Take the 2-minute tour ×
Stack Overflow is a question and answer site for professional and enthusiast programmers. It's 100% free, no registration required.

I have developed my own version of strtok. Just to practice the use of pointers.

Can anyone see any limitations with this or anyway I can improve.

void stvstrtok(const char *source, char *dest, const char token) 
{
    /* Search for the token. */
    int i = 0;
    while(*source)
    {
	    *dest++ = *source++;
	    if(*source == token)
	    {
		    source++;
	    }
    }
    *dest++ = '\0';
    }

int main(void)
{
    char *long_name = "dog,sat ,on ,the,rug,in ,front,of,the,fire";
    char buffer[sizeof(long_name)/sizeof(*long_name)];

    stvstrtok(long_name, buffer, ',');

    printf("buffer: %s\n", buffer);

   getchar();

   return 0;
}
share|improve this question
    
strtok should return the next token, but this code just removes the delimiter. –  Vinay Mar 23 '09 at 15:52
    
send in some defective string with missing '\0' and see what happens, and how does this code handle strings that are NULL or random? –  Johan Mar 23 '09 at 19:39

7 Answers 7

up vote 7 down vote accepted

A side note: The word 'token' is usually used to describe the parts of the string that are returned. Delimiter is used to describe the thing that separates the tokens. So to make your code more clear you should rename token to delimiter and rename dest to token_dest.

Differences in your function and strtok:

There are several differences between your function and strtok.

  • What your function does is simply remove the token separators
  • You only call your function once to process all parts of the string. With strtok you call it multiple times for each part of the string (subsequent times with NULL as the first param).
  • strtok also destroys the source string, whereas your code uses its own buffer (I think better to use your own buffer as you did).
  • strtok stores the position of the next token after each call where the first parameter is NULL. This position is then used for subsequent calls. This is not thread safe though and your function would be thread safe.
  • strtok can use multiple different delimiters, whereas your code uses just one.

That being said, I will give suggestions for how to make a better function, not a function that is closer to strtok's implementation.

How to improve your function (not emulate strtok):

I think it would be better to make the following changes:

  • Have your function simply return the 'next' token
  • Break out of your loop when you have *source or *source == delimiter
  • Return a pointer to the first character of your source string that contains the next token. This pointer can be used for subsequent calls.
share|improve this answer

This code doesn't function at all like strtok(). What were you trying to do, exactly? But as far as improvements, your code has a serious bug: if the length of source subtracted by the number of occurrences of token is greater than the length of dest you've got yourself a very classic Stack overflow, which seems somewhat ironic to me at the moment. This won't happen in the main that you've used, but using the function elsewhere is bound to lead you into the path of uncertainty and the slough of despair.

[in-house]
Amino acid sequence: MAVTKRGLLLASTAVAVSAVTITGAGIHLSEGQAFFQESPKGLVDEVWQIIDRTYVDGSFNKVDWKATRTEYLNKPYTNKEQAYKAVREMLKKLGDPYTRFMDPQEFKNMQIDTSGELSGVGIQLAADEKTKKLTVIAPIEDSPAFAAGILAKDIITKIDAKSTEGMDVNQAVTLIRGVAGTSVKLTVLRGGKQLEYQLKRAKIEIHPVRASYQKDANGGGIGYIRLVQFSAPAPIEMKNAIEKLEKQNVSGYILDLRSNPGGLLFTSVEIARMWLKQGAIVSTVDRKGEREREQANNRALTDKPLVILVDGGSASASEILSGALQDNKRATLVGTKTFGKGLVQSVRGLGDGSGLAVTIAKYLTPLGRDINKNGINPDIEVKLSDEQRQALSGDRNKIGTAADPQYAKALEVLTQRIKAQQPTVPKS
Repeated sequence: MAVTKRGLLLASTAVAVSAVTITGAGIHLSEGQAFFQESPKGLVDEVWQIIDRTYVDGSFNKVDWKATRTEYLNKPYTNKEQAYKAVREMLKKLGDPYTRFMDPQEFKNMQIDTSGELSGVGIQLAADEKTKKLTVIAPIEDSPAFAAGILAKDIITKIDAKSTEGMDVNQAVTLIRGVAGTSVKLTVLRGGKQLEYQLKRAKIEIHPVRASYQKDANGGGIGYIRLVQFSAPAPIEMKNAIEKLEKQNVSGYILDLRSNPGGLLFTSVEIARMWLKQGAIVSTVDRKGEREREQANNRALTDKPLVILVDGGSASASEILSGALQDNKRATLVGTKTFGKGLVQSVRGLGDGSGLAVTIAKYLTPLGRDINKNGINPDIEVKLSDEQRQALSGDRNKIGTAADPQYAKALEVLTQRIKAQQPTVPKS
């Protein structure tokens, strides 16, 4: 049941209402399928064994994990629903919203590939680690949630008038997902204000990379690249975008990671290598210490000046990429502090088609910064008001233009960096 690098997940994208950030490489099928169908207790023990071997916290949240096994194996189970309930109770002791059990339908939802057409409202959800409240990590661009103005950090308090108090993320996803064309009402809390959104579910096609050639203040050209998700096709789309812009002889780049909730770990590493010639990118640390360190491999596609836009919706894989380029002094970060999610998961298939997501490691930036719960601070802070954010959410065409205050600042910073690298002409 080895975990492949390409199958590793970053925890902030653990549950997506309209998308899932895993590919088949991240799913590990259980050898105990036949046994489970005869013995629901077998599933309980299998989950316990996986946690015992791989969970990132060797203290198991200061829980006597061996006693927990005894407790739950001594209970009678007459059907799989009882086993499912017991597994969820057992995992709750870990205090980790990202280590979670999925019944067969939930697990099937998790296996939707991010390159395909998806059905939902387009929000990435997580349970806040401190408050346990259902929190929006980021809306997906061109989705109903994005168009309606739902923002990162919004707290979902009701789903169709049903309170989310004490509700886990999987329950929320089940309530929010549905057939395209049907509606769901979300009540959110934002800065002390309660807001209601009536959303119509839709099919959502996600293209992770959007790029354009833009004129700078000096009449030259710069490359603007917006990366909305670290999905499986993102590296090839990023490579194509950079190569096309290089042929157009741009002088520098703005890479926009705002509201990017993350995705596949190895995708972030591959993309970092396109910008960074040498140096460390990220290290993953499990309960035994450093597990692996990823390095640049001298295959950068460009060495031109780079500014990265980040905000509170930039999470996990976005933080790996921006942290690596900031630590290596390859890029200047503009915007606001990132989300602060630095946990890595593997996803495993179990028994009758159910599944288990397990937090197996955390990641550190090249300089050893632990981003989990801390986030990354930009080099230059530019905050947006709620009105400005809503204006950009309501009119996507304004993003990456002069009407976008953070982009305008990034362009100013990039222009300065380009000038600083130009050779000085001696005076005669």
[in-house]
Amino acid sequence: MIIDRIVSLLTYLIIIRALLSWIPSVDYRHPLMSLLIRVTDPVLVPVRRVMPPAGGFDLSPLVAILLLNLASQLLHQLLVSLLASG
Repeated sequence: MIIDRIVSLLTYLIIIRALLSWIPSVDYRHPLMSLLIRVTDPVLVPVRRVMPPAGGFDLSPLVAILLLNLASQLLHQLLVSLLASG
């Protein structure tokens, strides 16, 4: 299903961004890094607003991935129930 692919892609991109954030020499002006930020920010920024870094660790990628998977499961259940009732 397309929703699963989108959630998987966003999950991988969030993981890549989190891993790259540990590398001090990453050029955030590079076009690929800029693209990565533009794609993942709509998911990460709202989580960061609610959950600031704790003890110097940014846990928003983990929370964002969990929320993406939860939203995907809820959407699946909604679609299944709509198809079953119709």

share|improve this answer

strtok allows you to iterate through all the tokens. It does this by assuming that the source string is writable and inserting nulls into it at token breaks. The destination buffer is a pointer to the character offset withing the source buffer. You can use this fact to know when you have reached the end + also keep "state" between calls.

Strtok is not a good function to use, since it destroys the source string. It is also not re-entrant.

share|improve this answer
    
as for re-entrancy: strtok_r() –  phresnel Mar 23 '09 at 16:09

strtok() will save some state, so you can call it multiple times to get multiple tokens. Also, strtok() will "split" the source string so you get multiple destination strings, each one being a token.

All your code does, from what I see, is ignore any input char that equals the token seperator, and continue copying to the null-termination of the source.

edit: Additionally, consider there are two sequencing token-seperators: The first will be ignored by your function, the second will be written to the destination, whereas strtok() will define a seqeunce of 2 or more delimiters as a single delimiter (man page: http://man.cx/?page=strtok )

share|improve this answer

strtok destroys the input string with the NUL character, which makes it kind of hostile.

You need to also consider the case of "xyz,,pdq" how many tokens will strtok pull out of that string if ',' is the delimiter.

What do you want your function to do in this case?

share|improve this answer

Also, strtok(...) supports multiple delimiter characters. Look into the definitions of strspn(...) and strcspn(...), as they can be used to re-implement strtok(...).

share|improve this answer

By the Way, long_name is pointer to char and sizeof(long_name) is sizeof(char*). not the size of what the long_name points to.

share|improve this answer

Your Answer

 
discard

By posting your answer, you agree to the privacy policy and terms of service.

Not the answer you're looking for? Browse other questions tagged or ask your own question.